Rex’s illustrations are as daring and fearless as the characters portrayed. Bold text makes for easy reading, especially helpful when your eyes water from laughing so much. The Legend of Rock Paper Scissors is indeed legendary, just as side-splitting spectacular as Daywalt’s Crayons series.
In the endpapers of Be Quiet, by Ryan T. Higgins, Rupert the mouse is planning his own wonderful wordless book in which he will be the star. But—oh dear—there’s a snag in his perfect plan. First page, enter Thistle, Rupert’s talkative friend. Page four introduces Nibbs, another very talkative mouse. Both share their ideas on how to make this wordless book something special, but Rupert is not impressed, especially considering that his friends won’t stop talking!
I told you to be quiet! You’re putting too many words in the book!
With each turn of the page, Rupert’s anger and frustration escalate. His own words end up being infuriated black scribbles, until one unchecked rant, which goes on and on and on and on. Nibbs quietly reminds him that his book is supposed to be wordless. The end. Yes, it ends here, with a perfect level of amusing irritation.
As readers, we’re involved in the creation process of this lively story, full of nonsense, absurdity, and hilarity. Bruce the bear, from Mother Bruce and Hotel Bruce, makes an appearance, and an adorable kitten. Who doesn’t love kittens? Perhaps mice!!!
Be Quiet and Froodle.
From mice to birds. Froodle, by Antoinette Portis, features a range of birds who sing through the day.
Little Brown Bird doesn’t feel like cawing or cooing, neither chipping or peeping. Instead, Little Brown Bird lets out a “Froodle sproodle!” Crow is quick to show his disapproval. High on a power line, Little Brown Bird is reminded to stay in line, do what is done, what is expected. But tiffles and biffles and little miffles can’t be contained. Ickles and zickles, pickles and trickles. Dove is brave enough to try something new—an oobly and a snooble. Even Crow eventually comes around.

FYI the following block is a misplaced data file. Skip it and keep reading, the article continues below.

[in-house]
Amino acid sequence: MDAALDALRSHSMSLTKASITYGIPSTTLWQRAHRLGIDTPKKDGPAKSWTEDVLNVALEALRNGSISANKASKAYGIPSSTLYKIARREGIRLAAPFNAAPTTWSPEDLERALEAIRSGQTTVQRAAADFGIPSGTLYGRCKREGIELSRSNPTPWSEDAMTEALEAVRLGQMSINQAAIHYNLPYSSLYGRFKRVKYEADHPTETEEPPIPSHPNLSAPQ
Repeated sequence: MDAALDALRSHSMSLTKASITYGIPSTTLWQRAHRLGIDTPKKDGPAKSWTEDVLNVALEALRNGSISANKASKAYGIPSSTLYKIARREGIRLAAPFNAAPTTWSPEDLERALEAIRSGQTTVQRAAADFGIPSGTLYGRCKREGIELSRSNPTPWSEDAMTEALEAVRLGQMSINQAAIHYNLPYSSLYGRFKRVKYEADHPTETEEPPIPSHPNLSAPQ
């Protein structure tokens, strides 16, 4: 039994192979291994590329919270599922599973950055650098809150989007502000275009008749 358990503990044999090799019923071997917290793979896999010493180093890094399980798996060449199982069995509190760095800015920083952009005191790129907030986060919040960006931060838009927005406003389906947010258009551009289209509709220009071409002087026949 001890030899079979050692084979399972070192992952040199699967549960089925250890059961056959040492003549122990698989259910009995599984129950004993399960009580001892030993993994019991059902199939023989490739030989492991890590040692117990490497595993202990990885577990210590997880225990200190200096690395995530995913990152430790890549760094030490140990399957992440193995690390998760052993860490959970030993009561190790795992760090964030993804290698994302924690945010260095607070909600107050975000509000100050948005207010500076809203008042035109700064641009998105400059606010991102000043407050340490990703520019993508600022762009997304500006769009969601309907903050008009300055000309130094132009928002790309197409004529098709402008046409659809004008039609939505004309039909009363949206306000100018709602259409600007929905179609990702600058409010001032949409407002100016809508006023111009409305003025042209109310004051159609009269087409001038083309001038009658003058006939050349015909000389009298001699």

Read aloud, this book is great fun. There’s wordplay and symbolism, gentle colours and joyful expressions. It’s sure to bring a giggle.
Before & After, by Jean Jullien, is simply brilliant. My Pictures After the Storm, by Éric Veillé, similarly exhibit the before and after of an event and allow readers to examine the changes that occur with equal genius. Some changes are relatable, others ridiculous.
My Pictures After the Storm.
My Pictures After the Battle show two children in dress-up attire, one an outlaw and the other a knight. With them is a tidily made bed, a lamp, chair, and an ordered bookcase. What comes after the battle is what any home could look like after a day of fun and games—the bed is turned on its side, other furniture too, books are scattered across the floor, and the children have cheerful and contented expressions. My Pictures After the Elephant are so absurd they’re too funny for words. A cake becomes a splitch, a pear becomes sweet pear jam, and a pig becomes a piece of ham.
Together the bright colours and black outline illustrations are striking. They stimulate the visual senses, draw in the eye, and elevate the comical nature of each picture. So too do the expressions of human, animal, and object characters. You’ll find eyes on a tractor and a coat monster, and so much more in this clever and, of course, highly amusing read.
Is reading your thing? In need of a good laugh too? Any one of these is sure to brighten your day.